In Colony Wars only, Central Station is probably the best relatively cheap card you can get for this plan. If you’re playing with other sets in addition to Colony Wars, cards like Embassy Yacht, Defense Bot, Battle Barge, and Mega Mech are also stars in a base heavy deck. This strategy can be especially powerful if you’re playing with the year one promo bases like Breeding Site and Starmarket. Another advantage to this plan is that you have a shot at any of the Colony Wars cards that go directly to your hand when you acquire them on a turn where you’ve played a card of that faction, since you’re playing cards of all four factions. It doesn’t hurt that more than half of those cards are bases. While Warning Beacons may not seem too special, they get much better in a deck designed to reward you for having random bases in play.
     

One of the biggest differences between Colony Wars and previous Star Realms sets is the inclusion of cards that can be acquired directly into your hand when you play a card of the appropriate faction first. Interacting with these cards correctly can be crucial to winning when playing with Colony Wars.

When one of them appears in the trade row, here are some things to consider:

  1. Generally, if you can acquire one of them directly to your hand, you should. While it may mean passing on a card you would normally prefer to be adding to your deck, it’s usually worth it. Not only is acquiring a good card that you can use now often better than acquiring a great card that you can’t use until later, but you’re denying your opponent the opportunity to acquire it directly to their hand.
  2. If you can’t acquire it directly to your hand, try to determine if your opponent is likely to be able to acquire it directly to their hand before you can. If the answer is yes, you should try to either scrap it or acquire it conventionally. If the answer is no, leave it in the trade row and force your opponent to either deal with it or to let you acquire it directly to your hand on a later turn.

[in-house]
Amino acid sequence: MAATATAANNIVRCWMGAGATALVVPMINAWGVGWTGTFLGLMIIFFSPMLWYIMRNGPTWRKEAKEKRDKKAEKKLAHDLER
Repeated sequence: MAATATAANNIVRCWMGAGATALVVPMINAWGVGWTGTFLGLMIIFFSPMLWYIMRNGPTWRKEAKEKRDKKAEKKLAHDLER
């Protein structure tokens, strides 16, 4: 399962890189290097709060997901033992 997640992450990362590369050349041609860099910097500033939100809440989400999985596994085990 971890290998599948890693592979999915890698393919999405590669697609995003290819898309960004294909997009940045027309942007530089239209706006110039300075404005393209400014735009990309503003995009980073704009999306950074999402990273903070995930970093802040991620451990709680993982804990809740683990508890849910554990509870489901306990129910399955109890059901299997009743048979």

Like most sets, Colony Wars has a few cards that can give you a huge advantage if you can acquire them in the early game. I’m especially impressed with the early power of the following cards: Parasite, Supply Depot, and The Oracle. Not surprisingly, many of the most expensive cards can also be total game changers, especially: Factory World, The Wrecker, The Incinerator, and Leviathan. Aging Battleship and Stealth Tower have power levels a bit like Stealth Needle, in that they are usually mediocre in the early game, but they become must acquire cards in the mid-game, and some of the best cards possible in the late game.

 

 

Colony Wars has many cards that can scrap themselves to powerful effect: Repair Bot, Stellar Reef, Cargo Pod, Falcon, Bioformer, Frontier Ferry, Gunship, Aging Battleship, and Plasma Vent. For the most part, it will just require lots of experience playing with Colony Wars to get a good feel for when and if to scrap these cards. My general rule for Gunship and Bioformer is to only scrap them to acquire cards that cost seven or eight, and even then, usually only in the early to early mid-game. For the rest of these cards, I try to avoid scrapping them in the early game or the mid-game, but I try to be aggressive about scrapping them in the late game, especially the ships. In the case of Cargo Pod and Repair Bot, I will often scrap them a much closer to the early game, because they can often be so weak in the late game that I just want to make sure that I can’t draw them in the late game.

 

 

While the general strategy for Colony Wars remains the same as with the base set of Star Realms, there are some new things to consider. Eventually as you try out these strategies and cards enough times, you will get a good feel for each of them and hopefully enjoy the new twists that Colony Wars adds to the game.